By 14mm, the Sigma is already at f5.0 wide open (not the brightest of viewfinders to work with, therefore), so I’ve chosen f5.6 as the next comparison which of course handicaps the zoom somewhat. Not to worry: it will get its revenge at f16.
|Canon 14mm at f5.6 (centre)||Sigma 12-24mm at f5.6 (centre)||Nikon 14mm at f2.8 (centre)|
Before you leap to the conclusion that the Nikon is a total waste of space, check this edge crop:
|Canon 14mm at f5.6 (edge)||Sigma 12-24mm at f5.6 (edge)||Nikon 14mm at f2.8 (edge)|
Out in its annular sweet spot/ring/whatever, the Nikon is actually pretty great. And for all those ultrawide subjects where you need a soft centre frame surrounded by a hyper-crisp ring of resolution, this might be an ideal lens. You know, subjects like – uh… well… you know: there must be something this lens is good for? How about a paperweight?
|Canon 14mm at f5.6 (corner)||Sigma 12-24mm at f5.6 (corner)||Nikon 14mm at f2.8 (corner)|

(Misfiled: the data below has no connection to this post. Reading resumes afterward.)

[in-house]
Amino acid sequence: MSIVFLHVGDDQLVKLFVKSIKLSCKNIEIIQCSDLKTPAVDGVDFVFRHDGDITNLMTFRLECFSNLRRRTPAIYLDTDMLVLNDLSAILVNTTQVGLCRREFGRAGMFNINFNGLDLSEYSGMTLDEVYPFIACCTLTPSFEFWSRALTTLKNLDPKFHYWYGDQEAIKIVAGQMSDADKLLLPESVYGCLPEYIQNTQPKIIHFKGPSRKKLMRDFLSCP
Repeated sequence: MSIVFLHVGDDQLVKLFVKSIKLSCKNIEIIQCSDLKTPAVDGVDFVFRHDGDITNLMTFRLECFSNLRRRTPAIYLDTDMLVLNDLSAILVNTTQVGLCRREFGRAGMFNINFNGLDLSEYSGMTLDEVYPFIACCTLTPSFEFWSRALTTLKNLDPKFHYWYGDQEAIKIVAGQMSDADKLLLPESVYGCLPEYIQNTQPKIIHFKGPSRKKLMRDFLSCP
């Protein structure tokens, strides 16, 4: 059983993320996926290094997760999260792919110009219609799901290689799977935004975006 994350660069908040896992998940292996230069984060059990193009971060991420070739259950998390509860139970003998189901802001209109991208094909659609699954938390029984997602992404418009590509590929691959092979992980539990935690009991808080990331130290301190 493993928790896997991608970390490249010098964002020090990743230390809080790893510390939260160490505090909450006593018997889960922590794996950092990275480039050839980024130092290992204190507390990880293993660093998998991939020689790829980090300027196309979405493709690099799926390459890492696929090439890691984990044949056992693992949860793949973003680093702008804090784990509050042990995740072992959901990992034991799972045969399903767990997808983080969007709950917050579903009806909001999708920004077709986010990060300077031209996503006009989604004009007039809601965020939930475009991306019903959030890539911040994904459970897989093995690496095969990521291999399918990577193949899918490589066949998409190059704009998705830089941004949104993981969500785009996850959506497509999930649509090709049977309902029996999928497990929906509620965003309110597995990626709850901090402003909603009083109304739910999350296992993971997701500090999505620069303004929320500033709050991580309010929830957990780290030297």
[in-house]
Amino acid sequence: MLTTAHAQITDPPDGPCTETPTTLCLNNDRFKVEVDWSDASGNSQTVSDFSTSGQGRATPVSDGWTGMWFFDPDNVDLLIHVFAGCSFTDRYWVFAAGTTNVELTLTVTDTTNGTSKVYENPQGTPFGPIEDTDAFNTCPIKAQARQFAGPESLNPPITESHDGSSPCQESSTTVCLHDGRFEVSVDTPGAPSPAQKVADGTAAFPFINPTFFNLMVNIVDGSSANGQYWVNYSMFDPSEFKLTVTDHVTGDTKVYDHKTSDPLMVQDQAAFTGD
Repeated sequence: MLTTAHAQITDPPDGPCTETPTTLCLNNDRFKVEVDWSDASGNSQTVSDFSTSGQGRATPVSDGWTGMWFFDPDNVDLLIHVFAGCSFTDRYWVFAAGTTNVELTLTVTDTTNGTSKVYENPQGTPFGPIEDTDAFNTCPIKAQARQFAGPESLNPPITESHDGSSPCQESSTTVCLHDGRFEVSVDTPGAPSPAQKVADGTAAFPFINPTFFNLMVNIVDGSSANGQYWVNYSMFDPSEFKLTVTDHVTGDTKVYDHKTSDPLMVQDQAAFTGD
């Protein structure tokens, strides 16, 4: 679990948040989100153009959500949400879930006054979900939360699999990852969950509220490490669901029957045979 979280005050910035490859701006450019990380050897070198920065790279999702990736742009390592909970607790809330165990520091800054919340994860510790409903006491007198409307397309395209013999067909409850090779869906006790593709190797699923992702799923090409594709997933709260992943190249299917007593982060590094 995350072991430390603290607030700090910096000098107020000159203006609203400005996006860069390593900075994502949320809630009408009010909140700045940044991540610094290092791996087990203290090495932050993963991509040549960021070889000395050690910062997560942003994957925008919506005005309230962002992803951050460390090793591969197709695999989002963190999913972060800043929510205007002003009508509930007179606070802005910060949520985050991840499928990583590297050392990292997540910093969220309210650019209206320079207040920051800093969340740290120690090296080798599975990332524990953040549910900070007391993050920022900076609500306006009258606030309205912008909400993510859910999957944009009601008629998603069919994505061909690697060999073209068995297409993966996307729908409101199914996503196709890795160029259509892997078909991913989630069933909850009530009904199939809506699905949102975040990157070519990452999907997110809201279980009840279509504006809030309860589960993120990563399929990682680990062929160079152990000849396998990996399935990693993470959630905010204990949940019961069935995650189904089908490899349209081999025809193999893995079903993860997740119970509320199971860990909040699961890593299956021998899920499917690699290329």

What I’ve overlooked in all the excitement and confusion is that the Sigma is already matching the Canon 14mm centre frame – even at this aperture. However the Canon is pulling a lot more detail from the scene in the corners – but bear in mind that we’re comparing a prime two stops down with a zoom only half a stop from wide open. I’m impressed. We’ll consider distortion and CA later, but amazingly the Sigma renders ruler straight horizontals and verticals even in the extreme corner. And how many lenses at even twice this focal length are capable of that?
The less said about the Nikon the better. It’s some small consolation that the Nikon’s centre frame ‘sour spot’ has noticeably shrunk going from f2.8 to f5.6 – by it needs f11 to disappear entirely.